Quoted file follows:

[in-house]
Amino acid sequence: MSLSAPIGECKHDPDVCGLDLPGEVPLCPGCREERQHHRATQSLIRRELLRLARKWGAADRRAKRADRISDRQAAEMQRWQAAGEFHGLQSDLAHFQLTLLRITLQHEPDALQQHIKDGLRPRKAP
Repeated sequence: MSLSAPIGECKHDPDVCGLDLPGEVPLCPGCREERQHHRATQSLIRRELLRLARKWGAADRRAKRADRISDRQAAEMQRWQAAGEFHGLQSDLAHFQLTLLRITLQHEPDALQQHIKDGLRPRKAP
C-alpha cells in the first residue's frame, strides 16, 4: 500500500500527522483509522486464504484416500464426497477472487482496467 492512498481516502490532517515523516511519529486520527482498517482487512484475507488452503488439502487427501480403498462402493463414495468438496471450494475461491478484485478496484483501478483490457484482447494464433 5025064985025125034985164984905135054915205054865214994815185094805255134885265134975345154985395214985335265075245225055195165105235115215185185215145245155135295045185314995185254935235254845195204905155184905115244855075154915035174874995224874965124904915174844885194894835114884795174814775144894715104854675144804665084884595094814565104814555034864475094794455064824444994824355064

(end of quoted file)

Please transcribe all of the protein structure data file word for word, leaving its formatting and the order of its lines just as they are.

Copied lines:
[in-house]
Amino acid sequence: MSLSAPIGECKHDPDVCGLDLPGEVPLCPGCREERQHHRATQSLIRRELLRLARKWGAADRRAKRADRISDRQAAEMQRWQAAGEFHGLQSDLAHFQLTLLRITLQHEPDALQQHIKDGLRPRKAP
Repeated sequence: MSLSAPIGECKHDPDVCGLDLPGEVPLCPGCREERQHHRATQSLIRRELLRLARKWGAADRRAKRADRISDRQAAEMQRWQAAGEFHGLQSDLAHFQLTLLRITLQHEPDALQQHIKDGLRPRKAP
C-alpha cells in the first residue's frame, strides 16, 4: 500500500500527522483509522486464504484416500464426497477472487482496467 492512498481516502490532517515523516511519529486520527482498517482487512484475507488452503488439502487427501480403498462402493463414495468438496471450494475461491478484485478496484483501478483490457484482447494464433 5025064985025125034985164984905135054915205054865214994815185094805255134885265134975345154985395214985335265075245225055195165105235115215185185215145245155135295045185314995185254935235254845195204905155184905115244855075154915035174874995224874965124904915174844885194894835114884795174814775144894715104854675144804665084884595094814565104814555034864475094794455064824444994824355064